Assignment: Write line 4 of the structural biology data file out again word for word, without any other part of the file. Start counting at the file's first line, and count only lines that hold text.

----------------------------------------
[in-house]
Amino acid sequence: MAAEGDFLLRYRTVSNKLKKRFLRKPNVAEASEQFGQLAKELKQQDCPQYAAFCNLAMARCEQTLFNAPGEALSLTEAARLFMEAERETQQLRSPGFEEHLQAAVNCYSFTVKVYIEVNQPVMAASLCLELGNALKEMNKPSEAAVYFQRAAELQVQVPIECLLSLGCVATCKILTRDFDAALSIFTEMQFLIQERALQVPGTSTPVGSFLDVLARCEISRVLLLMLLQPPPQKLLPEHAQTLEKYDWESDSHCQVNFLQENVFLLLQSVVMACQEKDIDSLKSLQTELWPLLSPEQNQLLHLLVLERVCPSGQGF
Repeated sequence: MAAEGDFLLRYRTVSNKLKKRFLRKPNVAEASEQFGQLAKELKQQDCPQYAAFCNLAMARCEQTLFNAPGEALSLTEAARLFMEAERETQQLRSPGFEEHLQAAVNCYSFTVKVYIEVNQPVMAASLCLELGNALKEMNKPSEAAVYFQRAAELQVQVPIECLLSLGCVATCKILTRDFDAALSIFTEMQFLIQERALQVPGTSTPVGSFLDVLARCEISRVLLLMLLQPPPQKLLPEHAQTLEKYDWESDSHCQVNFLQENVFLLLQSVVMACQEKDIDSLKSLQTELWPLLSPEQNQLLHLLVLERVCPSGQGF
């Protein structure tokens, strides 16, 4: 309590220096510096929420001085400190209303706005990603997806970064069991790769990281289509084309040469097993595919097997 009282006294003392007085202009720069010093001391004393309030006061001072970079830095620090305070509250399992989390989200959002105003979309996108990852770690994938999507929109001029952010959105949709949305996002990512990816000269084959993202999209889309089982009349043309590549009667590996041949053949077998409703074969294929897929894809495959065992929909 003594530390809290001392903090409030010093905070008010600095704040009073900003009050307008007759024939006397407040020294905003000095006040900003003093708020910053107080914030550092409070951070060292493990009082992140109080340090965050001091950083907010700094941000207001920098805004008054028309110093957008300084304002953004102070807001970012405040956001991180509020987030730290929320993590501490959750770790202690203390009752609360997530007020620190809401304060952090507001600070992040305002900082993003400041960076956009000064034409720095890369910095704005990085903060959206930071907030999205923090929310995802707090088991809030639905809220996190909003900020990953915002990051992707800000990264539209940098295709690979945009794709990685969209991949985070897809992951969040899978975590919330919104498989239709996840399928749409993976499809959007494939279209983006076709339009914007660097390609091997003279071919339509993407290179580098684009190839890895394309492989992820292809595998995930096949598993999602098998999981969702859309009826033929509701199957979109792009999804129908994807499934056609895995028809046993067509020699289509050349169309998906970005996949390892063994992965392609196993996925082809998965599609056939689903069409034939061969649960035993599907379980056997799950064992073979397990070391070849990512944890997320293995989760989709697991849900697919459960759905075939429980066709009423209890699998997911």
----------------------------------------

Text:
């Protein structure tokens, strides 16, 4: 309590220096510096929420001085400190209303706005990603997806970064069991790769990281289509084309040469097993595919097997 009282006294003392007085202009720069010093001391004393309030006061001072970079830095620090305070509250399992989390989200959002105003979309996108990852770690994938999507929109001029952010959105949709949305996002990512990816000269084959993202999209889309089982009349043309590549009667590996041949053949077998409703074969294929897929894809495959065992929909 003594530390809290001392903090409030010093905070008010600095704040009073900003009050307008007759024939006397407040020294905003000095006040900003003093708020910053107080914030550092409070951070060292493990009082992140109080340090965050001091950083907010700094941000207001920098805004008054028309110093957008300084304002953004102070807001970012405040956001991180509020987030730290929320993590501490959750770790202690203390009752609360997530007020620190809401304060952090507001600070992040305002900082993003400041960076956009000064034409720095890369910095704005990085903060959206930071907030999205923090929310995802707090088991809030639905809220996190909003900020990953915002990051992707800000990264539209940098295709690979945009794709990685969209991949985070897809992951969040899978975590919330919104498989239709996840399928749409993976499809959007494939279209983006076709339009914007660097390609091997003279071919339509993407290179580098684009190839890895394309492989992820292809595998995930096949598993999602098998999981969702859309009826033929509701199957979109792009999804129908994807499934056609895995028809046993067509020699289509050349169309998906970005996949390892063994992965392609196993996925082809998965599609056939689903069409034939061969649960035993599907379980056997799950064992073979397990070391070849990512944890997320293995989760989709697991849900697919459960759905075939429980066709009423209890699998997911």